Hay-fed cows make the world a happy place


Hay-fed cows make the world a happy place

Alexander Hönigsberger



The kitchen crew of the Tuxerhof (from left to right):

Eva Geisler, Martin Hasemann, Chef Alexander

Hönigsberger, Andrea Weidenauer, Bettina Klausner

and Jelena Gligorijgvic


Hotel Alpin Spa Tuxerhof

Julia & Willi Schneeberger

Vorderlanersbach 80

A-6293 Tux i. Zillertal

Phone:: +43 5287 8511

Fax: +43 5287 851150

E-mail: info@tuxerhof.at



Mildly seasoned natural yogh urt in a parsley aspic sh ell.

Wild salmon marinated in buttermilk wi th a sliced butter brioch e

“In any case, hay milk helped raise people‘s

awareness in Zillertal,“ says Matthias Danninger

of the high-elevation nature park,

Zillertaler Alpen (see box, page 61). This

summer, over 200 businesses will offer their

guests superior products made of hay milk,

and more businesses are joining the fold.

The product line continues to grow: The Zillertal

Alpine dairy in Mayrhofen, something

of an attraction in itself, uses nothing but

old-school milk and is always inventing new

cheeses or refining its classic ones. The same

is true of colleagues in Schlitters at the Zillertal

Alpine Cheese Dairy, as well as the

Zillertal Hay Milk Alpine Dairy in Fügen, the

BergSenn in Ried and the alpine dairy in Zell.

This dedication has also borne fruit in culinary

matters. The regional culture is developing

in leaps and bounds wherever hay milk is

Inspiration of grey ch eese wi th jam buns and grape jelly

Creamy red beet ri sotto wi th fresh goat ch eese and brook trout filet

fried in clarified butter

Stirred alpine ch eese polenta on a bed of beans and bacon, a strong

spicy glaze and pink roasted rack of lamb from th e Tux region

Various soft ch eese specialties: mousse wi th raspberries and

mango jelly, dumplings wi th cinnamon crumble and

home-made ice cream

being creatively refined: “We are starting to

see guests who make a point of visiting us

due to our healthy regional cuisine and say

that local products taste so good that they

buy cheese from the Alpine dairies for the

home trip,“ says Julia Schneeberger.

On the following pages Chef Alexander Hönigsberger

and his team will reveal the details

of one of their festive hay milk menus at

the Tuxerhof hotel. Just how wonderful it tastes

can be experienced in a visit to Zillertal.

And if you don‘t want to wait, strap on your

apron and play around with the five delightful

courses designed to please the palate of

any hay milk gourmet. Don‘t have any of the

original ingredients? “It‘ll still taste good,“

say the residents of Zillertal; just pick up the

ingredients the next time you‘re in the area

on holiday. //


The simple secret of hay milk: Out in the meadows, the

cows eat grass from spring to fall. After they are driven

down from the alpine meadows and return to the stall

in September and October, they eat loose, air-dried hay,

perhaps with a bit of grain as concentrated feed. This is where hay milk comes

from. Businesses that display the hay milk seal of approval produce food products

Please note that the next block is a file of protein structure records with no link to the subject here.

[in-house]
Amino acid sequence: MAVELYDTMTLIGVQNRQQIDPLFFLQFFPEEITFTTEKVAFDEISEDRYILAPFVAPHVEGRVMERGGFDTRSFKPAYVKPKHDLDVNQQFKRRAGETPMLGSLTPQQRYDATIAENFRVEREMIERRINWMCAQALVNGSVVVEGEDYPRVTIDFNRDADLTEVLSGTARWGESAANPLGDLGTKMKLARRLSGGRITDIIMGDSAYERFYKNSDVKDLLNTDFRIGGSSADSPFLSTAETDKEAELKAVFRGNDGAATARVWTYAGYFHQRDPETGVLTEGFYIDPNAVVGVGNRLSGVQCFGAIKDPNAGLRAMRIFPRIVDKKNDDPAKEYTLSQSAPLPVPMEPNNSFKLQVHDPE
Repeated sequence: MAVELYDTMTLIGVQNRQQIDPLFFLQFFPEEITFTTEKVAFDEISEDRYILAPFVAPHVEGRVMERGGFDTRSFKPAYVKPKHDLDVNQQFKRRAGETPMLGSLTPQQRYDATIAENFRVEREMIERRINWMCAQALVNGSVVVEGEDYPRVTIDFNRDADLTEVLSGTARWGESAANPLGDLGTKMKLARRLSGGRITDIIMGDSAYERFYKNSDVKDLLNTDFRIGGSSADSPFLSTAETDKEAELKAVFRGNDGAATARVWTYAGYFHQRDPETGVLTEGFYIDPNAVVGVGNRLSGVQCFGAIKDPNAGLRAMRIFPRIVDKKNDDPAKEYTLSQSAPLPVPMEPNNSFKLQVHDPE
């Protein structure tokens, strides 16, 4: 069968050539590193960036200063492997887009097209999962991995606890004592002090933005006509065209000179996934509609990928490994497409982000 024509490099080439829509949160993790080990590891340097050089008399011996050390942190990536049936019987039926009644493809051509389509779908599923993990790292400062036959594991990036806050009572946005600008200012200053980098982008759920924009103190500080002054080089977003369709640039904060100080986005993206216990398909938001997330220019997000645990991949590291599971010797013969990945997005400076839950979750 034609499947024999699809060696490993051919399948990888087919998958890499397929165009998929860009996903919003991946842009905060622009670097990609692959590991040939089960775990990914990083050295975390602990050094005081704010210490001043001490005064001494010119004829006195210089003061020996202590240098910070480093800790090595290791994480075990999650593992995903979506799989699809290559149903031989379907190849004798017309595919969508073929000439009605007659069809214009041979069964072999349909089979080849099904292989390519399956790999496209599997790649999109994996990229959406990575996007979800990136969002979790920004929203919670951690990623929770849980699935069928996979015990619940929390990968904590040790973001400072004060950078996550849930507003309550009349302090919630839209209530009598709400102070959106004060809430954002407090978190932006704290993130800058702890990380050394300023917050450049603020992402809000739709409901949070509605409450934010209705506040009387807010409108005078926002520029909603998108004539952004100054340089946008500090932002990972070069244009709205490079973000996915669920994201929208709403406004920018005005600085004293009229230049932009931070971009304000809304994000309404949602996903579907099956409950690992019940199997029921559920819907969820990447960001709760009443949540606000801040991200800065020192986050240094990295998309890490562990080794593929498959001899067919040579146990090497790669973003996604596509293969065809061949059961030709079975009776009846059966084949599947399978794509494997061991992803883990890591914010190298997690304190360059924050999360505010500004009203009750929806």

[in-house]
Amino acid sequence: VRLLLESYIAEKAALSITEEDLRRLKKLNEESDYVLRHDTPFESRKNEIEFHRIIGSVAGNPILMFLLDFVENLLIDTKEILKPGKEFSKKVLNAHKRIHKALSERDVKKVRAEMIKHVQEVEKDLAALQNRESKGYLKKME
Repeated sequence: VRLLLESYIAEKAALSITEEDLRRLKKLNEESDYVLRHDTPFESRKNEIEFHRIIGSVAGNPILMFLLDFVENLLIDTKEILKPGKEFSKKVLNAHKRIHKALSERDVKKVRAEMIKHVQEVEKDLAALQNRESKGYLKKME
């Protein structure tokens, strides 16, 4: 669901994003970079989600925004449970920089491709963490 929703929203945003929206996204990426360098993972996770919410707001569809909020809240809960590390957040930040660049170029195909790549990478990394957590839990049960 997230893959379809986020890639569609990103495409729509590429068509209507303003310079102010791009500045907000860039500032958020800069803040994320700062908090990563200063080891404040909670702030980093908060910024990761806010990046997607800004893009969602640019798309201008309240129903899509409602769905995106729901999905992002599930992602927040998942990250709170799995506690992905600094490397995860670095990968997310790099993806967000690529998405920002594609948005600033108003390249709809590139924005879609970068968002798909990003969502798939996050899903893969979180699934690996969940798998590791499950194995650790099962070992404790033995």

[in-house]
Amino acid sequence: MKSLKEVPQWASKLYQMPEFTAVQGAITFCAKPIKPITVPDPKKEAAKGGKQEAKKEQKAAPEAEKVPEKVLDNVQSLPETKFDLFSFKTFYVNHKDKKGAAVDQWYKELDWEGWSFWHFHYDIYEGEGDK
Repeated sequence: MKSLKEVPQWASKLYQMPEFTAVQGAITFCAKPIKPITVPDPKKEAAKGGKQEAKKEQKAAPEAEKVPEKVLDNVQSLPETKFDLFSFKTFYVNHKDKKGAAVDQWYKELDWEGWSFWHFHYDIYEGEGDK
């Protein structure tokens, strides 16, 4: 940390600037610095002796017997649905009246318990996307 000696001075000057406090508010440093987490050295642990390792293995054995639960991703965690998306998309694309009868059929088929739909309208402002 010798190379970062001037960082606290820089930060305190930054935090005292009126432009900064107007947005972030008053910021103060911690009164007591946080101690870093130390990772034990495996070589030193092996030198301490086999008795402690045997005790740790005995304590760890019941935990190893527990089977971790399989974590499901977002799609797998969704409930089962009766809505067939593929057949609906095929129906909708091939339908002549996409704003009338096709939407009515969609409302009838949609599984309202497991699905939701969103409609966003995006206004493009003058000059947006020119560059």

based on strict criteria and offer foods with natural quality. To obtain this

seal, the businesses promise to use local products. They thereby enhance the

regional economy and prevent a negative balance of energy from the transportation

of goods.

Matthias Danninger and Nina Oestreich

from the Alpine nature reserve Zillertaler

Alpen present the restored barn in


Zicke, zacke, zicke, zacke - hay, hay, hay



Not all meadows are equal: Some are called pastures, and that is where cattle graze from spring through fall every

year. As long as the weather permits the animals to be kept outside and there are enough plants to feed them, the

cows, sheep and goats are outdoors, feasting on food served freshly by mother nature. It‘s wonderful to watch this on

the many expansive Alpine pastures. There are also extremely green spaces here, the so-called alpine hay meadows.

They grow steeply along the mountainside with a beautiful lush green from a distance and brilliant colours up close.

Their flower variety is truly overwhelming; the Alpine biodiversity is pure poetry. Hundreds of different grasses and

flowers are thriving on each of these slopes, releasing an extraordinary scent. But the best is yet to come: Even when

the farmer cuts the long stems during the first, second or third mowing, these plants retain their energy and can pass

it on later as hay. “That‘s why the hay on these meadows is so good for the animals“, say Nina Oestreich and Matthias

Danninger from the Alpine nature reserve Zillertaler Alpen. They really appreciate the commitment by the farmers

who even today continue to go to the trouble of mowing the steep slopes. A permanent exhibit inside a restored barn

at the town entrance of Brandberg illustrates how much this work means to the entire ecosystem. This is accompanied

by the “Alpine Hay Meadow Hike“ in Brandberg.

The tour guide Franz Haun shows his guests all of the field flowers and introduces them to nature‘s treasures.


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